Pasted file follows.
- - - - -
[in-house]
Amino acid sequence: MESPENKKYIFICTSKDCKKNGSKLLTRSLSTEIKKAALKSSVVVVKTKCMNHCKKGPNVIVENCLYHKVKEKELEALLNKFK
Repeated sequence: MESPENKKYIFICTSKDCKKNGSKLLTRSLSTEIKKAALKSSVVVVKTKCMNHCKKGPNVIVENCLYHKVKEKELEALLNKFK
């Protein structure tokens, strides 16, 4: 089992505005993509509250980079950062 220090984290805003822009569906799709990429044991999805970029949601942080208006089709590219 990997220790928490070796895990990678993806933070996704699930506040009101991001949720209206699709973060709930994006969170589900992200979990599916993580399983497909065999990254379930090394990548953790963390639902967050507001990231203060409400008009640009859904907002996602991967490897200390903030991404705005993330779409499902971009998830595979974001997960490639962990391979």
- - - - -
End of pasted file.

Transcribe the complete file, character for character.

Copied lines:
[in-house]
Amino acid sequence: MESPENKKYIFICTSKDCKKNGSKLLTRSLSTEIKKAALKSSVVVVKTKCMNHCKKGPNVIVENCLYHKVKEKELEALLNKFK
Repeated sequence: MESPENKKYIFICTSKDCKKNGSKLLTRSLSTEIKKAALKSSVVVVKTKCMNHCKKGPNVIVENCLYHKVKEKELEALLNKFK
């Protein structure tokens, strides 16, 4: 089992505005993509509250980079950062 220090984290805003822009569906799709990429044991999805970029949601942080208006089709590219 990997220790928490070796895990990678993806933070996704699930506040009101991001949720209206699709973060709930994006969170589900992200979990599916993580399983497909065999990254379930090394990548953790963390639902967050507001990231203060409400008009640009859904907002996602991967490897200390903030991404705005993330779409499902971009998830595979974001997960490639962990391979």